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We're in an Academic Research Crisis . . .
. . . Academics for the Future of Science is a group of academics and allies dedicated to restoring funding for the future of U.S. science.
Who We Are
Academics for the Future of Science was started by a group of MIT postdocs, grad students, and community members to create an online advocacy community. Scientists around the country have grown increasingly pessimistic about their futures and the future of academic research. We realized that the scientific community does not have a loud enough voice and we aren’t connecting to the public or legislators effectively. Science policy also lacks transparency. You may find yourself thinking- I want to help but what should I do to advocate? Is it really going to make a difference? How does science policy work and when is the most impactful time to contact my representatives? AFS was born to create easy online solutions to these problems. Stay tuned for bite-sized answers to these questions and calls to action.
The US Science Funding Crisis
Since 2004, US government backed funding has decreased by nearly 30%. As the US deprioritizes science, much of Asia is ramping up its spending on scientific research. The US funding deficit has impaired progress towards new technologies and treatments for disease, and has had deleterious consequences for scientists. Our colleagues at MIT have released a report explaining the impact of funding cuts on the future of the innovation economy. The director of the NIH, Dr. Francis Collins, highlighted the problem in his 2014 interview about the Ebola outbreak: "Frankly, if we had not gone through our 10-year slide in research support, we probably would have had a vaccine in time for this that would've gone through clinical trials and would have been ready."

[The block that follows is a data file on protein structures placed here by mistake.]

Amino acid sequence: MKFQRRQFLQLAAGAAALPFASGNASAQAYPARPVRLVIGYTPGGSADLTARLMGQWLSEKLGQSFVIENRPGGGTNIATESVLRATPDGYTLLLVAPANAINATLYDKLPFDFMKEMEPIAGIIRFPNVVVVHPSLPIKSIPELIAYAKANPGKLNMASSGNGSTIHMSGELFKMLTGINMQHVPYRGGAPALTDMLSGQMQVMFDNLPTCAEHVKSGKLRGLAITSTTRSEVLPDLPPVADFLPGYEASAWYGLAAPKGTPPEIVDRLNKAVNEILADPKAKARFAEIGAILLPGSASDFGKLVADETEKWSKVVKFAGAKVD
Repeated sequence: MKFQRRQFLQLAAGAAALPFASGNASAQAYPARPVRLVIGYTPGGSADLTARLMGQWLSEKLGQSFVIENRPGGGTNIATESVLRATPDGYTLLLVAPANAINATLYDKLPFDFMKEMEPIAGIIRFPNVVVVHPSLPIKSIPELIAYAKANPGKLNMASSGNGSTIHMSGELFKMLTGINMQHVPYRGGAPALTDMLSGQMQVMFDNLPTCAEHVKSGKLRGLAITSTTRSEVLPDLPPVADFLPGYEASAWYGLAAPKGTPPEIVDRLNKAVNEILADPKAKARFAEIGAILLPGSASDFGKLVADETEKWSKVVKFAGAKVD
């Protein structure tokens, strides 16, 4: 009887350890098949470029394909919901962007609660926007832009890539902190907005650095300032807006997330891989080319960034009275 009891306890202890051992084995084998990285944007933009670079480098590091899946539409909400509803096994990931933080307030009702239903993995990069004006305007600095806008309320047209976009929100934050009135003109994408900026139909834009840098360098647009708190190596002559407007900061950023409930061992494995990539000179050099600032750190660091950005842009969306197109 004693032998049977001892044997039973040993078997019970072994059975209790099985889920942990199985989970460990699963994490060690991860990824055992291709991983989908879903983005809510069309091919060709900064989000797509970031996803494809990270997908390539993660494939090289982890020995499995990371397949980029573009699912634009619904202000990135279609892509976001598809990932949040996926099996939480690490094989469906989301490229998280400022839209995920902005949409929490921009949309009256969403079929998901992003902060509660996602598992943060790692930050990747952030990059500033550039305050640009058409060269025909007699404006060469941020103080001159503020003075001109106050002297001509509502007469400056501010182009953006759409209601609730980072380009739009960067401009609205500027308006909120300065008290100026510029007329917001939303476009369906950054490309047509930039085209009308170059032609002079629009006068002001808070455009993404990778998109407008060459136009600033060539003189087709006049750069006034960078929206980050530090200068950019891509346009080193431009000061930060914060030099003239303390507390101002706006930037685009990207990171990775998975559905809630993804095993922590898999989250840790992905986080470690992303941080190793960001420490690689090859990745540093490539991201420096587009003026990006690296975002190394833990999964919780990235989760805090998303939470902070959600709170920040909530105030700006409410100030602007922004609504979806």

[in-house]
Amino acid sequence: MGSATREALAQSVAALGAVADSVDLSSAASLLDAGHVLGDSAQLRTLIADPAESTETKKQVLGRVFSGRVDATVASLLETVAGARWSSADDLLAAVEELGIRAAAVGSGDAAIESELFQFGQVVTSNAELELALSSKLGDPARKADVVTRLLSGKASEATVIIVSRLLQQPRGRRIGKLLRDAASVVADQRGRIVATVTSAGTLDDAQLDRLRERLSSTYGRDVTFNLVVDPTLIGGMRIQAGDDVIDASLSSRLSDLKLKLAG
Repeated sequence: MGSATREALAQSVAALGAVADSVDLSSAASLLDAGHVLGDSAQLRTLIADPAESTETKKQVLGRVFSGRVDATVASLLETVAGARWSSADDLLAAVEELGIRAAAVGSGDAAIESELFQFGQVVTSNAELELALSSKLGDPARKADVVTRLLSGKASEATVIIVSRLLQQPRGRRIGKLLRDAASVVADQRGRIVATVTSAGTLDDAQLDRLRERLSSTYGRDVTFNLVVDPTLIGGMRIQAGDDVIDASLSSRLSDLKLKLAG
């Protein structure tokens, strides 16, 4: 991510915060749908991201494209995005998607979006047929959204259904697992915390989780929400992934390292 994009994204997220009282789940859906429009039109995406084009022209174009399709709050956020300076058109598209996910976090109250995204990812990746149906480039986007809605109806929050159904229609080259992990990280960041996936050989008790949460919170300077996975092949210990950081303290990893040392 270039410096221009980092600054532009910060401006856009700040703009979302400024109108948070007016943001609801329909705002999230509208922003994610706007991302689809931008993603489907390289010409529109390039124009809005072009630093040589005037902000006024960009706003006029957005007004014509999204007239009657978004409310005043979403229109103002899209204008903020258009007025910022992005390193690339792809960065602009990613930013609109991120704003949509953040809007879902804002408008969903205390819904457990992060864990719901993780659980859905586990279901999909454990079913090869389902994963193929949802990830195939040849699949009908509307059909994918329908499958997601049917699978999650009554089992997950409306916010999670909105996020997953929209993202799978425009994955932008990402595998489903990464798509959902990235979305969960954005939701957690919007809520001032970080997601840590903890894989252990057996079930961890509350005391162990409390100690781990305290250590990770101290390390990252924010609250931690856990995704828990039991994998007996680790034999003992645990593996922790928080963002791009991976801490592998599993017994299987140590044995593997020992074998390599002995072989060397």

Laboratories at even the most prestigious universities are having to layoff researchers, discontinue projects, or shut down completely. Fewer than 8% of entering PhD students will become tenure-track faculty members despite most ranking professorship as their top career choice.
Our research has indicated that a major cause of the budget decline is the changing political climate surrounding overall government spending. This is compounded by the fact that, despite bipartisan and overwhelming public support for STEM training and the R&D areas of the budget, science does not have a loud enough voice to make adequate research funding a priority.
We propose that academics need to have a bigger voice including an increased presence in social media and greater communication with legislators. The introduction of legislation like the Medical Innovation Act and the NIH funding hike included in the 21st Century Cures Initiative have highlighted the broad support among legislators for academic research, but also the great difficulty of actually allocating funds to back up that support. We are calling for a rededication of this country to the pursuit of scientific knowledge and technological advances.
Stay tuned for events, calls for action, and ways to be heard!